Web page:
Because both Rachel and I have short hair, we knew we were going to face some challenges getting the coif to stay in place, especially if we needed to pin a hat onto it also! After muddling over the problem for a bit, I decided to give wig clips a try. After all, if they can be used to secure some of these luxurious and no-double heavy hair pieces, surely a little coif would be no problem! I stitched them on the underside, right next to the front edge. As we had decided on embroidery after the coif was assembled, this also meant that it would protect the back of my embroidery a bit from sweat and hair oil as well.
And there she is! Phase one of the head-wear done! It seems almost a shame that most of it will be covered and/or outshone by the second half, yet-to-come in the next blog post...
Blue Bee 7
The base dress has finally come together!
Skirts are always stupidly easy, once I get the pleating right. In this case the width of the skirt was determined by two things: the circumference of the largest hoop, and how much fabric I had left over after cutting out sleeves and bodice.
Pleats really are the way to go when reducing the circumference around the waistline. They're more secure than gathers, and don't add as much bulk, which is important when your fabric has thickness like the blue linen.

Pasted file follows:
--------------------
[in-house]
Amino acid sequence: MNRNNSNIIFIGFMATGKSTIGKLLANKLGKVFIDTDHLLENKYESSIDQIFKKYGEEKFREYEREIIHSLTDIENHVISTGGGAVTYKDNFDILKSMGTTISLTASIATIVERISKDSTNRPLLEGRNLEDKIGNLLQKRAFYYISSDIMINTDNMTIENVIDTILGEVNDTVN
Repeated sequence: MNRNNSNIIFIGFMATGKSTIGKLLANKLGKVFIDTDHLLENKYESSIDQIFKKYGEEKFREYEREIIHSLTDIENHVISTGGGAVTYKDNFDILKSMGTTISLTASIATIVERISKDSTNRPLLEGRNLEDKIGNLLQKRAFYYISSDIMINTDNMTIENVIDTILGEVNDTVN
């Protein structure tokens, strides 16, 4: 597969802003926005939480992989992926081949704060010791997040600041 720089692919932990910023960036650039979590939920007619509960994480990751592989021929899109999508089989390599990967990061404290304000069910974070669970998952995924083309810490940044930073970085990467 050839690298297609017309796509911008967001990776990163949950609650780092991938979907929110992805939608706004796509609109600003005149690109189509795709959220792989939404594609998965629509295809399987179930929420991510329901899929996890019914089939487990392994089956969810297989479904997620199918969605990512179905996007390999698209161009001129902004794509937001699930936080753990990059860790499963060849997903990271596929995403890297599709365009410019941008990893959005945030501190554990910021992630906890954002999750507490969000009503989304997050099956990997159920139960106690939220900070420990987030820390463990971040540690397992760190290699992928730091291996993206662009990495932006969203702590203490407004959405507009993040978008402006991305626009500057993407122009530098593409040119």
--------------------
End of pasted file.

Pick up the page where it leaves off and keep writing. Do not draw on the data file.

In this dress the skirt has a waistband that is stitched to the bodice, making the whole thing detachable for cleaning or refitting.
And here's the back and side view of the dress so you can see the flaps at the waist. They're really just decorative. Forgive my lack of ironing of this fabric - there is a lot of it! I may need to invest in a steamer in the future.
Blue Bees 5
With pattern making and fitting on Kate's bodice behind me, it was time to add structure. Our past German gown bodices had minimal boning, as that was the style for them, and our Italian dresses had thicker fabric and a shortened bodice, which cut down on necessary boning. But the English ideal was a more column shape. We would need help.
I had tried a very simple online corset generator years ago with minimal success. I didn't understand my own body shape well enough to make necessary adjustments, and I didn't understand the best boning placement. With success in at least two other garments I had a plan.
The boning lines on the front were drawn with inspiration from the Dorothea von Neuburg "bodies" that survived from the late 1500s. If you're wondering, yes. The boning is gigantic zip ties. I've been told they behave much like the historical reeds that were originally used.
The stitching for the channels was just done between the lining and interlining, leaving the front smooth.
Here is the trim and notions that will need to be added all laid out in one photo artistically. Kate previewed the bodice trim placement in the last post. Sleeves will be added by lacing them to rings sewn on the armholes and top of sleeves.
The finished bodice fit tighter than I intended, but I found over time the linen stretched quite a bit. Makes it more comfortable to wear all day. One step closer to the finished dress!
Twins each with half a brain in reality; the other half displayed here!